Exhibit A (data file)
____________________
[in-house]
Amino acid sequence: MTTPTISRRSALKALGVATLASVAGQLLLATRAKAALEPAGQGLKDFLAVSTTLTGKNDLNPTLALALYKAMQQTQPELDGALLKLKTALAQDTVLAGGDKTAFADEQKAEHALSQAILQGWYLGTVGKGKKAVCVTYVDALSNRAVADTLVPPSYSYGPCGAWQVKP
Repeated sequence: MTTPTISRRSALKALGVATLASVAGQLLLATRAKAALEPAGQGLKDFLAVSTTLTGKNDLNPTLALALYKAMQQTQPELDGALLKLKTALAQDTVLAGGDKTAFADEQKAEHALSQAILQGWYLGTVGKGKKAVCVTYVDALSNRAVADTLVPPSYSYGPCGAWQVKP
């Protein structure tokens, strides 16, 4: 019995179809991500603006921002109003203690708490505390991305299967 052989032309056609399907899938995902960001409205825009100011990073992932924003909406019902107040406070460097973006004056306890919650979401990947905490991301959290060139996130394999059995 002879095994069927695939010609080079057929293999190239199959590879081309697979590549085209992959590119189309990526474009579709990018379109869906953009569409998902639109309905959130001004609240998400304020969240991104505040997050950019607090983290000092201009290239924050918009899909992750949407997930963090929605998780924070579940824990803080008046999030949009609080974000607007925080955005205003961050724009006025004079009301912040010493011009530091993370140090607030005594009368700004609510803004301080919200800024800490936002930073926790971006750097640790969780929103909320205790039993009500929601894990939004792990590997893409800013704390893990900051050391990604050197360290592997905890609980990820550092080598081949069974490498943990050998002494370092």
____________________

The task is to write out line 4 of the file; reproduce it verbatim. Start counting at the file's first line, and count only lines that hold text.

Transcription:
């Protein structure tokens, strides 16, 4: 019995179809991500603006921002109003203690708490505390991305299967 052989032309056609399907899938995902960001409205825009100011990073992932924003909406019902107040406070460097973006004056306890919650979401990947905490991301959290060139996130394999059995 002879095994069927695939010609080079057929293999190239199959590879081309697979590549085209992959590119189309990526474009579709990018379109869906953009569409998902639109309905959130001004609240998400304020969240991104505040997050950019607090983290000092201009290239924050918009899909992750949407997930963090929605998780924070579940824990803080008046999030949009609080974000607007925080955005205003961050724009006025004079009301912040010493011009530091993370140090607030005594009368700004609510803004301080919200800024800490936002930073926790971006750097640790969780929103909320205790039993009500929601894990939004792990590997893409800013704390893990900051050391990604050197360290592997905890609980990820550092080598081949069974490498943990050998002494370092």